This might hurt a little.
“The insured patients have to make it up. Which means your insurance is going up,” said John Strange, CEO of St. Luke’s in Duluth.” ~St. Peter Herald, April 3rd
“We really see a unique opportunity for Midwest leadership on this issue,” (Aimee Witteman, program director of Midwest Climate & Energy) said. “People talk a lot about technological innovation on the coast. But we think we are uniquely positioned to identify opportunities for Midwest leadership on climate change.”
In fact, Minnesota remains a leader on many fronts, she said. Businesses involved in clean energy employ more than 57,000 people in Minnesota, with jobs in the solar industry growing last year by 44 percent.” ~Finance & Commerce, April 3rd
“Here’s why Limmer matters to a group of students who would probably rather not have spent the day with him. Limmer is the chair of the Senate Judiciary’s public safety committee. When it comes to public safety — and in this case, gun control — what goes before the Senate and when and how is his call. That’s why Groven and company picked him. They needed to get his attention.
But few have been able to get Limmer’s attention on gun control these days. Not even his fellow legislators.
They’ve proposed a slew of gun bills on everything from universal background checks to bans on bump stocks and military-grade weapons. They’ve proposed raising the purchase age of certain weapons to 21 and allowing families or police to petition a court to temporarily take away guns from people considered dangerous.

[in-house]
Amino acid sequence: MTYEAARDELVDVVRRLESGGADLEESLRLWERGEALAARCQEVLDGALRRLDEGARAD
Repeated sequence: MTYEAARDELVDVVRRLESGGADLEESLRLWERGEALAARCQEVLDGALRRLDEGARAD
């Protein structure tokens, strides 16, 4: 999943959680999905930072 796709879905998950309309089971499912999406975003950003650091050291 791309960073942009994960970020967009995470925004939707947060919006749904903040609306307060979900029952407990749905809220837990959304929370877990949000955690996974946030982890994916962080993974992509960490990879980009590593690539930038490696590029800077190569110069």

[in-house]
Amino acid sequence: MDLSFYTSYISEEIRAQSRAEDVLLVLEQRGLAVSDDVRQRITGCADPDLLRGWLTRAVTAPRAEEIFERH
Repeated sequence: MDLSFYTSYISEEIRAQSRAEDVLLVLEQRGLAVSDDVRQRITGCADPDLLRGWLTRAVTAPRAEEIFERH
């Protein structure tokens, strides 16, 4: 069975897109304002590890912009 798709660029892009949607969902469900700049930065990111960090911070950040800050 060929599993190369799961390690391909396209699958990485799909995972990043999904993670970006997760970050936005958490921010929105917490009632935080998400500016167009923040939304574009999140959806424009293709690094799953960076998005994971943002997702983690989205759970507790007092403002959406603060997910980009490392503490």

But thus far, Limmer has refused to allow hearings on any gun control matter, defying clear public sentiment. He’s not just blocking legislation. He’s refusing to even allow the issue to be discussed.” ~City Pages, April 3rd
“In response to Thursday’s announcement by Republican house members, House Minority Leader Melissa Hortman released the following statement: ‘Republicans are doing nothing on gun violence prevention. Minnesotans have a right to safe movie theaters, safe churches, safe college campuses and safe schools, and they won’t get that unless we address gun violence.'” ~PiPress, April 1st
“It was revealed earlier this month that Minnesota was one of 21 states targeted by election hackers in 2016, though fortunately they were unsuccessful.
Now efforts are being made to increase communications between national intelligence agencies and state-level election officials ahead of November’s elections, to ensure states can react in a timely manner when a security threat presents itself.” ~BringMeTheNews, March 26th
“Unlike other states, Minnesota is not likely to pass any new gun laws. In the Republican-led Minnesota House and Senate, there are currently 26 separate bills pending that restrict guns and gun violence — 21 of them introduced after the Florida school shooting last month.
The bills range from gun violence protective orders (HF1605/SF1262) to universal background checks (HF1661/SF1261) to a ban on bump stocks (HF2781/SF2601) and assault-style weapons (HF3022).
Only two of the 26 gun bills at the capitol even got a hearing — one for universal background checks and one for gun violence protective orders. They were voted down — twice.
That’s despite 85 percent of Americans who favor stricter gun laws, according to a recent CBS News Poll. That poll also found 87 percent favor better mental health screening, 75 percent favor tougher background checks, 56 percent favor a bump stock ban and 53 percent agree with a ban on assault weapons.” ~Reality Check, WCCO, March 21st